Reading Man in the Holocene, 1979, by Max Frisch, tr. Geoffrey Skelton, after Arno Schmidt's The School for Atheists, 1972, I thought about the additional pieces of text that had been made part of each book, the side-columns and footnotes crowding to and fro in Schmidt, and then the boxed horizontal inserts that came evenly and plainly between the paragraphs in Frisch.
In Schmidt the swarming appearance of the inserts makes the 'main' text a combative partner with the side text; they are two equal things muscling one another around. It is all aware that it is in a book, and it also knows that outside this book there are others.
In Holocene the inserts have been chosen by the character Geiser, who is cutting up his library with scissors. Now the main text seems closer to the kind of writing that is 'like real life' because these snippets about dinosaurs, animals, historical episodes, and topographical features are things existing in an implied world, as cuttings exit in life; they are not the same material as that world, in the way the Atheists columns are. There is a kind of strictness in Holocene: one thing is in one place and the other is separated from it, and you notice that the theme of the book is disintegration, age, and collapse, but the form goes steadily on. Geiser has probably suffered a stroke by the end. He can't tell us about it but one of the cuttings lets us know. "Apoplexy," it reads, "commonly known as a stroke, is a sudden loss of brain function …" After the apoplexy cutting there is a passage about the world continuing as usual. "The village stands unharmed. Above the mountains, high up in the blue sky, the white trails of passenger planes. The scent of lavender …" The world and the cuttings are both commenting on him obliquely in different ways.
But they don't attack him directly; I notice that, nobody attacks him. Though over in Schmidt, people are slapping and kissing their flesh. Geiser is losing his ability to make necessary changes in the world. The moment when he almost leaves the hot plate on is worth a mention. He is losing his memory. Going for a walk in the woods, he exults when he tells himself that no one knows where he is, alone like this, independently, proving that he is still a capable body controlled by a knowing mind; the words, "The ascent is laborious," are followed by the phrase, "just as he expected," as he confirms his good judgment to himself. "Geiser knows that it is four hundred meters up to the pass."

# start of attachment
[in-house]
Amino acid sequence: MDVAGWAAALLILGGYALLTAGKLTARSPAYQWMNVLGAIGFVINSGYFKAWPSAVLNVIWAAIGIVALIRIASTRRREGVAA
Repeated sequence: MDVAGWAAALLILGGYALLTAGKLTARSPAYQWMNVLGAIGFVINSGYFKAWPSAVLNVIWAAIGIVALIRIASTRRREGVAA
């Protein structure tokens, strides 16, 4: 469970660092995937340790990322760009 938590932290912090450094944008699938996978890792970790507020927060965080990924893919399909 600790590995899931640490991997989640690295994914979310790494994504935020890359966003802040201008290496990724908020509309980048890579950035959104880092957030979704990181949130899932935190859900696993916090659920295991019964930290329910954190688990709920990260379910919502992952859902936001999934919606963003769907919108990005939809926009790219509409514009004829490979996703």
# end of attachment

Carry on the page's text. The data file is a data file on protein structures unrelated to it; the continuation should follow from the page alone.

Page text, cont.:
"I can only begin a posteriori, by perceiving the world as vast and over¬whelming; each moment stands under an enormous vertical and horizontal pressure of information," wrote Lyn Hejinian in her introduction to The Rejection of Closure, "potent with ambiguity, meaning-full, unfixed, and certainly incomplete. What saves this from becoming a vast undifferentiated mass of data and situation is one’s ability to make distinctions. The open text is one which both acknowledges the vastness of the world and is formally differentiating. It is form that provides an opening."
In the essay itself she wrote:
"The writer experiences a conflict between a desire to satisfy a demand for boundedness, for containment and coherence, and a simultaneous desire for free, unhampered access to the world prompting a correspondingly open response to it. Curiously, the term inclusivity is applicable to both, though the connotative emphasis is different for each. The impulse to boundedness demands circumscription and that in turn requires that a distinction be made between inside and outside, between the relevant and the (for the particular writing at hand) confusing and irrelevant—the meaningless. The desire for unhampered access and response to the world (an encyclopedic impulse), on the other hand, hates to leave anything out.
Schmidt responds to this impulse by constraining his encylopaedic impulse to literature and stories: his Kolderup is another Prospero. But his "response to the world" within this constraint is enormous and playful – if Kolderup is Prospero then his daughter is a Shamela rewriting of Miranda. Frisch quotes other books (which Holocene credits in a bibliography) but there is no sign that he expects you to have read them, or that he thinks you might be interested in consulting them afterwards. Holocene uses them to refer to itself and it leaves them as they were; there is no subversion in its attitude towards them – they are discrete ...
The dinosaurs in Geiser's excerpts are being regarded with a sort of judgmental efficiency by the writer of the scientific text, who in this context might as well be immortal. The human being who walks into the woods is happy when he thinks that no one knows where he is, as if there is a danger that he too might be glanced down upon by someone listing facts about him, or calling him "terrible" and his survival "amazing," as the science-writer does.
If the dinosaurs knew that they were being talked about like this then they also might try to assert themselves by escaping down a forest path so that none of their neighbours, family members, or anyone else would know where they were - thwarting the writer who wanted to make these books out of their memories.
Possibly the dinosaurs and the man would roam together through the Swiss woodland trying to navigate the bridges.